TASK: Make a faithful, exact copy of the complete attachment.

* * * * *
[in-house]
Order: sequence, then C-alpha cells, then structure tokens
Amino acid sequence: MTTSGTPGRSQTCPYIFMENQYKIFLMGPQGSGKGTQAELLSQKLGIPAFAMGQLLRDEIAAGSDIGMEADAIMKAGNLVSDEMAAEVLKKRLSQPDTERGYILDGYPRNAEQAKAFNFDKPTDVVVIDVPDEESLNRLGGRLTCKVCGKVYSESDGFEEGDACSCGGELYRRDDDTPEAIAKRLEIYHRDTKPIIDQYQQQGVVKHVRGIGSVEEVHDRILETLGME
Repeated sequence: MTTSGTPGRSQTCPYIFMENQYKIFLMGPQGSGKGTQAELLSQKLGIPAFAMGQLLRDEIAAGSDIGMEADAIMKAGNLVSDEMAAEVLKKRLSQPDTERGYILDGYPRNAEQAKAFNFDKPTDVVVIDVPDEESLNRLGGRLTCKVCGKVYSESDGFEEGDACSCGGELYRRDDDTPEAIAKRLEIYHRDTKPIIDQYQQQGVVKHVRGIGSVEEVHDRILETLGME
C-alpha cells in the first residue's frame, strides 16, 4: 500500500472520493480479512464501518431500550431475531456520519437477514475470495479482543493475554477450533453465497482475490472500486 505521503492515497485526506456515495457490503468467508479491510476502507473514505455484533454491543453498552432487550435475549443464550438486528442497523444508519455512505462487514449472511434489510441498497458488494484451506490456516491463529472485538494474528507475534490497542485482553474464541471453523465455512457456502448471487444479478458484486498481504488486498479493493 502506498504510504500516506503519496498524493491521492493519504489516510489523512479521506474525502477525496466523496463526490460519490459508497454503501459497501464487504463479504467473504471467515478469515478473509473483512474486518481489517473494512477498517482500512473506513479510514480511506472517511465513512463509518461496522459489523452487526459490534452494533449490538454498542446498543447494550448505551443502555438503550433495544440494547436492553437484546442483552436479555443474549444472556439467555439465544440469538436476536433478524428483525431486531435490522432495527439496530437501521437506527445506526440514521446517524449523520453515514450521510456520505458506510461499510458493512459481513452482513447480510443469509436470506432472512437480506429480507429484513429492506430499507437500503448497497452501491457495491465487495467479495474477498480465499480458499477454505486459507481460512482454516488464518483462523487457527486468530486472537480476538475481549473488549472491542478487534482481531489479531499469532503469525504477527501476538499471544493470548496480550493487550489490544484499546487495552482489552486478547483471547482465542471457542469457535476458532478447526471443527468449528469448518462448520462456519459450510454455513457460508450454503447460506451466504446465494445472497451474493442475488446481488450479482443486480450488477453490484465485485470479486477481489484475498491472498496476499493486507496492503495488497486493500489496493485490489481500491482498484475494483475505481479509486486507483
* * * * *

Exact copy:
[in-house]
Order: sequence, then C-alpha cells, then structure tokens
Amino acid sequence: MTTSGTPGRSQTCPYIFMENQYKIFLMGPQGSGKGTQAELLSQKLGIPAFAMGQLLRDEIAAGSDIGMEADAIMKAGNLVSDEMAAEVLKKRLSQPDTERGYILDGYPRNAEQAKAFNFDKPTDVVVIDVPDEESLNRLGGRLTCKVCGKVYSESDGFEEGDACSCGGELYRRDDDTPEAIAKRLEIYHRDTKPIIDQYQQQGVVKHVRGIGSVEEVHDRILETLGME
Repeated sequence: MTTSGTPGRSQTCPYIFMENQYKIFLMGPQGSGKGTQAELLSQKLGIPAFAMGQLLRDEIAAGSDIGMEADAIMKAGNLVSDEMAAEVLKKRLSQPDTERGYILDGYPRNAEQAKAFNFDKPTDVVVIDVPDEESLNRLGGRLTCKVCGKVYSESDGFEEGDACSCGGELYRRDDDTPEAIAKRLEIYHRDTKPIIDQYQQQGVVKHVRGIGSVEEVHDRILETLGME
C-alpha cells in the first residue's frame, strides 16, 4: 500500500472520493480479512464501518431500550431475531456520519437477514475470495479482543493475554477450533453465497482475490472500486 505521503492515497485526506456515495457490503468467508479491510476502507473514505455484533454491543453498552432487550435475549443464550438486528442497523444508519455512505462487514449472511434489510441498497458488494484451506490456516491463529472485538494474528507475534490497542485482553474464541471453523465455512457456502448471487444479478458484486498481504488486498479493493 502506498504510504500516506503519496498524493491521492493519504489516510489523512479521506474525502477525496466523496463526490460519490459508497454503501459497501464487504463479504467473504471467515478469515478473509473483512474486518481489517473494512477498517482500512473506513479510514480511506472517511465513512463509518461496522459489523452487526459490534452494533449490538454498542446498543447494550448505551443502555438503550433495544440494547436492553437484546442483552436479555443474549444472556439467555439465544440469538436476536433478524428483525431486531435490522432495527439496530437501521437506527445506526440514521446517524449523520453515514450521510456520505458506510461499510458493512459481513452482513447480510443469509436470506432472512437480506429480507429484513429492506430499507437500503448497497452501491457495491465487495467479495474477498480465499480458499477454505486459507481460512482454516488464518483462523487457527486468530486472537480476538475481549473488549472491542478487534482481531489479531499469532503469525504477527501476538499471544493470548496480550493487550489490544484499546487495552482489552486478547483471547482465542471457542469457535476458532478447526471443527468449528469448518462448520462456519459450510454455513457460508450454503447460506451466504446465494445472497451474493442475488446481488450479482443486480450488477453490484465485485470479486477481489484475498491472498496476499493486507496492503495488497486493500489496493485490489481500491482498484475494483475505481479509486486507483